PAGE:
There are Many things that can render Tefillin or Mezuzah not Kosher or at best minimally Kosher.
Some of which happen over time with aging and some unfortunately are Posul from the get go.
Letters, words and or Tagim that are missing, extra substituted, touching, Broken, Improperly Spaced, misshapen faded, cracked and weather damaged.
We document the problems we find and periodically upload them to the website.
We hope that this will educate and encourage the public to purchase only Tefillin and Mezuzas that are high quality from a reputable source, to take care of them properly and have them checked regularly.
Two letters touching in Tefillin make them not Kosher. The reason for this is that the Torah says Ukesavtom and we learn out that the letters have to be Kesivah Tama.
One of the ideas of Kesavah Tama is that the letters need to be separate from each other and be totally surrounded by Klaf.
Being that these letters which are touching do not loose their own letter status or together form a third letter this is an easy fix, it is only necessary to scrape the connection and it will then be Kosher.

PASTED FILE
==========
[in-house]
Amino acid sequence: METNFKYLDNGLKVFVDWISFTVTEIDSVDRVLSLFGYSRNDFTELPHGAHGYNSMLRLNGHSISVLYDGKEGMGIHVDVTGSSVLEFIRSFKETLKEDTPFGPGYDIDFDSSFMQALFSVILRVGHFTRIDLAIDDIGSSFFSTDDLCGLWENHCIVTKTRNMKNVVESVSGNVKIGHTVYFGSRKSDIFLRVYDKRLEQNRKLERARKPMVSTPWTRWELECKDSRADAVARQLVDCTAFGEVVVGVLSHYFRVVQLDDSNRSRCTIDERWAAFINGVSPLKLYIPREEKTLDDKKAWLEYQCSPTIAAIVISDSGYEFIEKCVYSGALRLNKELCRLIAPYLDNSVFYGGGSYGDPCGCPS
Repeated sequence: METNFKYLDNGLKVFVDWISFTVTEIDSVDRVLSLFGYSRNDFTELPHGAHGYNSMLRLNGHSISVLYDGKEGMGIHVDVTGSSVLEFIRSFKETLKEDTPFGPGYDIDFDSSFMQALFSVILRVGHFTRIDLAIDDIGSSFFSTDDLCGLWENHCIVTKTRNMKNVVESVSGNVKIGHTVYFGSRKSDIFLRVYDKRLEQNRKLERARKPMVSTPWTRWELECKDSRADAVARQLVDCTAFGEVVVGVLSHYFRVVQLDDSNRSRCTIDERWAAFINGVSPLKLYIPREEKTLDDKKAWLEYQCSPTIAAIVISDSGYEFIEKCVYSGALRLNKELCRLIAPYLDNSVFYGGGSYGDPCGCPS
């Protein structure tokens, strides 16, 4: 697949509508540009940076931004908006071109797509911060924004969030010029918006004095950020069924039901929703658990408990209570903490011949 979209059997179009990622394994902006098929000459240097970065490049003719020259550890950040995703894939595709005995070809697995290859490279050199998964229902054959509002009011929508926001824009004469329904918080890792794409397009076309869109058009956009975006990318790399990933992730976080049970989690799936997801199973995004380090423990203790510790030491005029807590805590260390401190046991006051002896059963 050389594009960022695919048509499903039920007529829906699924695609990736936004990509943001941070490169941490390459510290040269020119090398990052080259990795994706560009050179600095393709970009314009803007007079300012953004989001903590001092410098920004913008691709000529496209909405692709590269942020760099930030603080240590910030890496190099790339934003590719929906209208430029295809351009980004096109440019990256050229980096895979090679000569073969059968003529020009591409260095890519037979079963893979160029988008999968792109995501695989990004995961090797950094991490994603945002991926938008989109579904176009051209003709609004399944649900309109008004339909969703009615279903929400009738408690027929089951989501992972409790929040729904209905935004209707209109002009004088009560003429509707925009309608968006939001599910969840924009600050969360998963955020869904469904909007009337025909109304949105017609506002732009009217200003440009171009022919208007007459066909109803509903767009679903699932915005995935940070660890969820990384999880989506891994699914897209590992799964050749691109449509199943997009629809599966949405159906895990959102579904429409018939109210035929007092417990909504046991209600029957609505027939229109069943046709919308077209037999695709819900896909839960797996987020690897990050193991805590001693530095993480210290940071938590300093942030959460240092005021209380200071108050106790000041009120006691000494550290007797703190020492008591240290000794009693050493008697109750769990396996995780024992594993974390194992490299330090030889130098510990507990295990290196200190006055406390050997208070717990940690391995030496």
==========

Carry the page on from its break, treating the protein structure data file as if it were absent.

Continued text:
When two letters are touching form a different letter completely in most cases the Mezuzah can not be fixed.
There are two reasons for this:
1) The letters need to be written not scraped. it says in the Torah Uchesavtom "you shall write" not :you shall scrape: since the Reish and Vov lost their form in creating the Ches we cannot just separate them because we would be recreating these letters through scraping as opposed to writhing.
2) We cannot erase these letters completely to rewrite them because a Mezuzah needs to be written in order. It says “Vehoyu” and the Medresh explains “Behaviosom Yihiyu” which means that the order that the letters are in the Torah is the order that they have to be written in, so if for example the Sofer wrote the word of Shemah and then he realized that the shin was Possul he cannot just correct it he must first erase the Ayin and the Mem then correct the Shin and start again. (If Hashems name is written after the mistake it cannot be corrected, because in order to correct you would need to erase all written after the mistake and Hashems name cannot be erased) in this particular case the letters are technically not Reish and Vov but it is a Ches. If we were to separate them or even erase and rewrite them we would be creating a Reish and a Vov "out of order"
Rabbi Kass was ordained by Rabbi Yisrael Meir Lau, former Ashkenazik Chief Rabbi of Israel. He is certified as a Sofer for both Kesivah and Hagoah by one of the leading experts in Safrus, Rabbi Avrohom Tzvi Vosner, Rav of the Vad Mishmeres Sta”m.